The Marine Resources Division (MRD) is the chief advocate for, and steward of, the state’s living marine resources and their habitats. The Division is responsible for the management and conservation of the state’s marine resources. The division conducts routine monitoring and research on the state’s marine resources and makes recommendations for the management of those resources. The division is headquartered at the Marine Resources Center on Charleston Harbor with field offices in Bluffton and Bennett’s Point.
The division monitors the status of marine species and the marine environment. Through the use of ocean-going vessels, modern laboratory equipment and computer generated maps, staff monitor relative abundance and trends of inshore and offshore finfish and shellfish populations and their environments. Biologists open and close marine fishing seasons, recommend size and catch limits for fish, track trends in abundance of marine species and review coastal development activities. Through the use of permits and permit conditions, the managers control the harvest of fish, shrimp, crab and shellfish.
Research is aimed largely at understanding life histories and the impacts of nature and man on important marine resources. A major goal of the Division is to proactively manage the state’s marine resources and habitats for sustainable use while enhancing the status and quality of those resources.
A field laboratory, the Waddell Mariculture Center, near Bluffton, is dedicated to the development of methods for the reproduction and grow-out of marine animals in animal ponds and tanks for private culture operations as well as production of hatchery-reared fish that can be released into coastal waters to bolster natural stocks if needed.
The saltwater recreational fishing license is a significant source of dedicated financial support for MRD programs. Two notable programs that use SC saltwater fishing license revenues are the Oyster Shell Recycling Program and the Marine Artificial Reef Program.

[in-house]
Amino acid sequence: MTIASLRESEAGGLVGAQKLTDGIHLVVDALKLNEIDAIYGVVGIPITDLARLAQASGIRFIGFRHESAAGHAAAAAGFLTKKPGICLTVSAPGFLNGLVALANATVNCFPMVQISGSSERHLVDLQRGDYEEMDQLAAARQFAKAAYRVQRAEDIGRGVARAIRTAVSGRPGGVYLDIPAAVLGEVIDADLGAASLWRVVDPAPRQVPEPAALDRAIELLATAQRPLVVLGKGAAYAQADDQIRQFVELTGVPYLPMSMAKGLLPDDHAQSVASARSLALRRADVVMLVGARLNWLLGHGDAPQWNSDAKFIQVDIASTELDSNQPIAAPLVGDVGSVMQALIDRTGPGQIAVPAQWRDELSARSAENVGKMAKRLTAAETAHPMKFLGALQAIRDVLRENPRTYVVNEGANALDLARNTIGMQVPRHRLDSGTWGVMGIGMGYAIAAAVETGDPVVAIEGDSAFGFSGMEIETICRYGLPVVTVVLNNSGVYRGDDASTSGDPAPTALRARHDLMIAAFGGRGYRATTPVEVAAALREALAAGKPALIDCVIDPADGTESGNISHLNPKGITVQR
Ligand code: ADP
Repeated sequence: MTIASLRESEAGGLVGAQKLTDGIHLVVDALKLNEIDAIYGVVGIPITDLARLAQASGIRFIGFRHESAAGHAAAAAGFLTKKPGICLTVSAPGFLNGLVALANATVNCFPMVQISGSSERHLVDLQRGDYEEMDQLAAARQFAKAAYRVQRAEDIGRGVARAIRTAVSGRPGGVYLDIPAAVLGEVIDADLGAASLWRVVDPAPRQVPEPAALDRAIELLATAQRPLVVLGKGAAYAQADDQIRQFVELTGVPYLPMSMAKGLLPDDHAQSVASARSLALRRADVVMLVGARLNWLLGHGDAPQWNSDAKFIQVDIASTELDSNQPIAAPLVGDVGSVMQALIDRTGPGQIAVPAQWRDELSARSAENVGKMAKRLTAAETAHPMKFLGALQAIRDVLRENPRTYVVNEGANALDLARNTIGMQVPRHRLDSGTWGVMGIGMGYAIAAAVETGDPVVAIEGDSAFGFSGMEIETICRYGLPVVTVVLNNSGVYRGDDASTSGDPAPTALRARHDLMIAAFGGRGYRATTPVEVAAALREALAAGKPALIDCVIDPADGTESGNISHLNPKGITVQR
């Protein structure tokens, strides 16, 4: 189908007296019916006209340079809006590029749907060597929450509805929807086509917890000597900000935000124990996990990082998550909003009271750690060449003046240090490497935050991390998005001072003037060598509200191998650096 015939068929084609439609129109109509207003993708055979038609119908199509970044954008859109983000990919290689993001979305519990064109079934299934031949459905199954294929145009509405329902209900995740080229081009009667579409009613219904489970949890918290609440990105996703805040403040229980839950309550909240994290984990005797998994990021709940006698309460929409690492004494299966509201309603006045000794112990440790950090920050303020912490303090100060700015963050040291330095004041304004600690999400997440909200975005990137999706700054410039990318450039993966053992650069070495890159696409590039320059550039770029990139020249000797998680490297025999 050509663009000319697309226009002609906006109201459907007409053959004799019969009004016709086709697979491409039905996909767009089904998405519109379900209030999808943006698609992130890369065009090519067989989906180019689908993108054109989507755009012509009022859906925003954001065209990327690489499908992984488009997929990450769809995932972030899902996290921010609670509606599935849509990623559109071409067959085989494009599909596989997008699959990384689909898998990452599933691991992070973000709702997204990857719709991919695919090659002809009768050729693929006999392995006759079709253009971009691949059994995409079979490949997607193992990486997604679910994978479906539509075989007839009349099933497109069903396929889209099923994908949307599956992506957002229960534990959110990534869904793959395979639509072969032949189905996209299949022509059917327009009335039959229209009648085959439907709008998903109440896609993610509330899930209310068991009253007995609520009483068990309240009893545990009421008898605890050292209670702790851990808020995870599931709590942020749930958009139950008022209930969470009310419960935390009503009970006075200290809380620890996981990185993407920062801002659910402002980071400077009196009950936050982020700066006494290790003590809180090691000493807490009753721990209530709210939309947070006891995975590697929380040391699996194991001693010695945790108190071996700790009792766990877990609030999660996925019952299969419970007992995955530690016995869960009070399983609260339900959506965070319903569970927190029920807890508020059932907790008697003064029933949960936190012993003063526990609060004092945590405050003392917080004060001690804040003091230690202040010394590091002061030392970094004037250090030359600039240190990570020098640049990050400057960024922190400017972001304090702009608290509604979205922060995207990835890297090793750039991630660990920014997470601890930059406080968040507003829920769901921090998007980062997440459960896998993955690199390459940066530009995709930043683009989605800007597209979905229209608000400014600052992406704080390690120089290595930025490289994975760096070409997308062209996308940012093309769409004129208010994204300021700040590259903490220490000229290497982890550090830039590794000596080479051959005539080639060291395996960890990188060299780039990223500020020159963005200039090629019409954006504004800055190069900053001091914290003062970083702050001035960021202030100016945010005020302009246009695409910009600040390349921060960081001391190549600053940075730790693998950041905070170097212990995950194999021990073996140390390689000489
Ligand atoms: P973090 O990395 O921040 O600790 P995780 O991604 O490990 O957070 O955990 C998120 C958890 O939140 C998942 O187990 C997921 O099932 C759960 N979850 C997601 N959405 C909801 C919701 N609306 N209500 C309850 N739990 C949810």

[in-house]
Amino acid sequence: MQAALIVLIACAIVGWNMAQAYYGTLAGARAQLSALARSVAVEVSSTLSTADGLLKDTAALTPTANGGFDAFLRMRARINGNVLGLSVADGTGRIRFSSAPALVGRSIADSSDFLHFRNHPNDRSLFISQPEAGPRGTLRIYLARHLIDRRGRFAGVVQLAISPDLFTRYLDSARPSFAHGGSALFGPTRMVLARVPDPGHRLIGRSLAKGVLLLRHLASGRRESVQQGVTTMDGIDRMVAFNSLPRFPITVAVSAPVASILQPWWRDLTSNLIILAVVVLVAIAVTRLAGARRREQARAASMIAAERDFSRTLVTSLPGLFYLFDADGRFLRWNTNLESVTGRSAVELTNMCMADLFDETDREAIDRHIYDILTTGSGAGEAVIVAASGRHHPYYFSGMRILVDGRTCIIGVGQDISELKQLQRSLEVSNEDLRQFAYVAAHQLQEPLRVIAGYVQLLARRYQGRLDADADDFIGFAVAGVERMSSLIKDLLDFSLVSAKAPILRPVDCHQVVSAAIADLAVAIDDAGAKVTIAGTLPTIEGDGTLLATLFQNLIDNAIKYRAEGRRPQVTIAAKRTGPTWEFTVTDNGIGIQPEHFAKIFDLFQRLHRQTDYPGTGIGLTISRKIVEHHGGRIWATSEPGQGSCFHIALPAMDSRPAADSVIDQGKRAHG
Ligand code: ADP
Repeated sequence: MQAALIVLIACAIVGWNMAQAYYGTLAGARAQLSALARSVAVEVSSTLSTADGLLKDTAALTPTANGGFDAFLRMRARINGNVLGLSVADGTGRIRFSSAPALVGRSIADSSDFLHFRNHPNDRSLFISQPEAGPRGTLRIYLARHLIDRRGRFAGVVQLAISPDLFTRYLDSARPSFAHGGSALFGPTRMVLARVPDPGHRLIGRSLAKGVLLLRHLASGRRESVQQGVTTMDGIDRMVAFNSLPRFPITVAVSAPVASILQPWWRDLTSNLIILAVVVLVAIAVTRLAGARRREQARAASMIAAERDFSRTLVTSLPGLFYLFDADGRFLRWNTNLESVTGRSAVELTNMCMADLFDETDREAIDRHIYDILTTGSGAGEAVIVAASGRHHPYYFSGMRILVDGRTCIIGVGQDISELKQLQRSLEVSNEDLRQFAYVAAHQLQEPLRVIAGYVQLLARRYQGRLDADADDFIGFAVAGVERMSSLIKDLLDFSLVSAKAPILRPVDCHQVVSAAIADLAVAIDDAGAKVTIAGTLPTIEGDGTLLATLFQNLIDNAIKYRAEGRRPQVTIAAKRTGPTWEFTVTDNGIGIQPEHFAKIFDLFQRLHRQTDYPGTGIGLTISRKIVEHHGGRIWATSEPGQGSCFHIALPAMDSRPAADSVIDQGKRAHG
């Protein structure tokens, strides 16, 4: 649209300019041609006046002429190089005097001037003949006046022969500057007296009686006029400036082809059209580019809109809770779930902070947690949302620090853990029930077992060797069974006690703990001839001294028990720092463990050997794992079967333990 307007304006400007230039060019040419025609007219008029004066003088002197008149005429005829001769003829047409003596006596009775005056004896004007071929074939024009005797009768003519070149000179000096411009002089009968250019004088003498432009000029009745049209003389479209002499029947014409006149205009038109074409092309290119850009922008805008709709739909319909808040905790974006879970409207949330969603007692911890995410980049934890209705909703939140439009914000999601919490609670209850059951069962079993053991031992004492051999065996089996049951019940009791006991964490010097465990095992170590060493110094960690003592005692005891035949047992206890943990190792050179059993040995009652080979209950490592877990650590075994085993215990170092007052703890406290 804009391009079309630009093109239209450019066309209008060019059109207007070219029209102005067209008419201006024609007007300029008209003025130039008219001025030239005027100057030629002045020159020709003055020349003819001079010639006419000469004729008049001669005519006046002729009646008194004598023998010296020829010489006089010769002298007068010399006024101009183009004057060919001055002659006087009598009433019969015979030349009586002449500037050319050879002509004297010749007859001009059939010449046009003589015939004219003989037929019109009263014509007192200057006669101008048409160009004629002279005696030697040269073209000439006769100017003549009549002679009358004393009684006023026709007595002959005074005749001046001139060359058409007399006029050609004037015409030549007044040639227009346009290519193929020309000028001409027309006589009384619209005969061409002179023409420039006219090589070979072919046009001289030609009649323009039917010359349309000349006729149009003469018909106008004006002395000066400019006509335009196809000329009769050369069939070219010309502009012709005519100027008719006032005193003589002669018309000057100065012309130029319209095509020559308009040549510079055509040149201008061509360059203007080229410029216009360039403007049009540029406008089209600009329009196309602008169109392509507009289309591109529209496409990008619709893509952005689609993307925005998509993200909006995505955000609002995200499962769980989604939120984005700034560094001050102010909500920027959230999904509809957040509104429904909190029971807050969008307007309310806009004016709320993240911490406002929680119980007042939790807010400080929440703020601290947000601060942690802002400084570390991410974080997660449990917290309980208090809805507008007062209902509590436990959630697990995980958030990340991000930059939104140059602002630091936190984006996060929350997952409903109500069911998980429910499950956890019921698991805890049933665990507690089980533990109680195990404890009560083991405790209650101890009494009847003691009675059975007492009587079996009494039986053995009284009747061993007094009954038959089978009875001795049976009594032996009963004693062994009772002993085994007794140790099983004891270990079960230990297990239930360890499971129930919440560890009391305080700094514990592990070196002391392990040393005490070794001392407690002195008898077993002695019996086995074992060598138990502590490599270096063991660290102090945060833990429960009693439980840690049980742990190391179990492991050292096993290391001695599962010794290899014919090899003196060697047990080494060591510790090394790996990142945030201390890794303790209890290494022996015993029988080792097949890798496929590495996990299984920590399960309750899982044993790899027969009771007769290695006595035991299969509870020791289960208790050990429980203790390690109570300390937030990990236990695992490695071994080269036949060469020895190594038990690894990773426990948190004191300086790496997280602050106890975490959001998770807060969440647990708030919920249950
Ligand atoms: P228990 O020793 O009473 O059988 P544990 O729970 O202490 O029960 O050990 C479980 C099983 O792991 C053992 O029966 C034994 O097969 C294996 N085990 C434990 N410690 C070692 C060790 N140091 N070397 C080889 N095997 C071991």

Oyster shell recycling saves taxpayer dollars by recovering discarded shells from oyster roasts that are then returned to the marine environment by the SCDNR. Shells attract larval oysters that grow into new oyster reefs and serve as finfish habitat as well as ecosystem engineers, filtering water and removing nitrogen. In addition to planting and recycling shell, the program monitors oyster recruitment to planted reefs to assure effectiveness and accountability and has involved the public - in the award-winning SCORE program - to help build a number of these reefs. These reefs also serve as critical habitat for a number of game fish.
The Marine Artificial Reef program was established in 1975 and the 49 permitted artificial reef sites currently have a total economic impact exceeding $83 million while supporting approximately 1,000 jobs. A survey of SC saltwater recreational license holders in 2006 found that 32% of active saltwater anglers fish on the state’s permitted reef sites. Recycling of waste materials into offshore habitat is an example of improved economic benefit from environmental conservation. Over the past 15 years, 277 deployments have expanded the amount of fishable bottom on these sites by 21.5 million cubic feet.
The SC seafood industry is an important component of the state’s coastal economy and heritage. It plays an important role in the lives of 1,500-2,000 commercial fishermen and wholesale and retail seafood dealers, another significant component of the MRD customer base. It also provides a foundation for the state’s growing coastal tourism industry. During calendar year 2009, the total weight of wild saltwater stocks landed in this state was 9.6 million pounds with an ex-vessel value of $17.2 million.
|Marine Resources||Source of Funds|
Marine Resources (MR): MR FY 2009-10 – Highlights
- Stocked fish into multiple SC estuaries through the finfish research program: 1,101,297 fingerling; 32,136,182 larval; 2,000 sub-adult red drum; and 1,392 medium and 54 large cobia.
- Conducted Marine Resource-based educational programs for approximately 21,000 youth/students and 13,480 adults, free of charge.
- Completed the Cooperative Fisheries Research program that included 46 separate research projects that involved a total of 500 recreational and commercial fishermen.
- Completed 14 artificial reef construction projects on 11 sites, including the addition of 5 barges, 2 steelhulled trawlers, 66 armored personnel carriers, and 1 concrete culvert pipe.
- Partnered with private business and government to protect water quality by providing access to pump-out facilities.
- Progressed significantly in a large-scale shellfish restoration program in Charleston Harbor in cooperation with the State Ports Authority.
- Successfully completed the renovation of the main laboratory building with numerous energy saving modifications – all well within budget.
- Installed a solar water heating system for the main lab building.
- Installed a Rainwater Recovery Cistern and Irrigation System demonstration project.
- Completed the first quantitative evaluation of fishing effort and catch rates in the night-time flounder gigging fishery.